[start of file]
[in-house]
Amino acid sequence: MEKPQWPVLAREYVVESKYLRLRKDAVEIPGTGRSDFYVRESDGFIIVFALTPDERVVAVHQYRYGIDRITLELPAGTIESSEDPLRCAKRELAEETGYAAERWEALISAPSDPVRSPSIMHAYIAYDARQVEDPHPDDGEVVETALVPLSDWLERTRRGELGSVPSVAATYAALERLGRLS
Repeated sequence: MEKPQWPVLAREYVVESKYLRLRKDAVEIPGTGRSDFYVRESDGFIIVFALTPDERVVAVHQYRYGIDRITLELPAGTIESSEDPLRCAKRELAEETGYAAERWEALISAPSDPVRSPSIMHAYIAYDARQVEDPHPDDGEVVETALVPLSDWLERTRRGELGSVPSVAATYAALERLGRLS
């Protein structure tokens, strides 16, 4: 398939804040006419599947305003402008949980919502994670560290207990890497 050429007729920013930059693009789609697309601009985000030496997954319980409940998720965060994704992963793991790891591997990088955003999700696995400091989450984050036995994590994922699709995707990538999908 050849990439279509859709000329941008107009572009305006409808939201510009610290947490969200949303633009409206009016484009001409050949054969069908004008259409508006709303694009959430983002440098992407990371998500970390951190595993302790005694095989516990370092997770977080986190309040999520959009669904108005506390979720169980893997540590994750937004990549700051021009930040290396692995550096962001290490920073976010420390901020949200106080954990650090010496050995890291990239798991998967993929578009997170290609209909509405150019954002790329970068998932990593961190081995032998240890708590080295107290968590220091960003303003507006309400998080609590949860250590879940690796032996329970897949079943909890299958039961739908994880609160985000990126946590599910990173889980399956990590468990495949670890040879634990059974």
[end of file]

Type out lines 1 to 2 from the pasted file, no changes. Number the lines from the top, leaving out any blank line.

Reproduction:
[in-house]
Amino acid sequence: MEKPQWPVLAREYVVESKYLRLRKDAVEIPGTGRSDFYVRESDGFIIVFALTPDERVVAVHQYRYGIDRITLELPAGTIESSEDPLRCAKRELAEETGYAAERWEALISAPSDPVRSPSIMHAYIAYDARQVEDPHPDDGEVVETALVPLSDWLERTRRGELGSVPSVAATYAALERLGRLS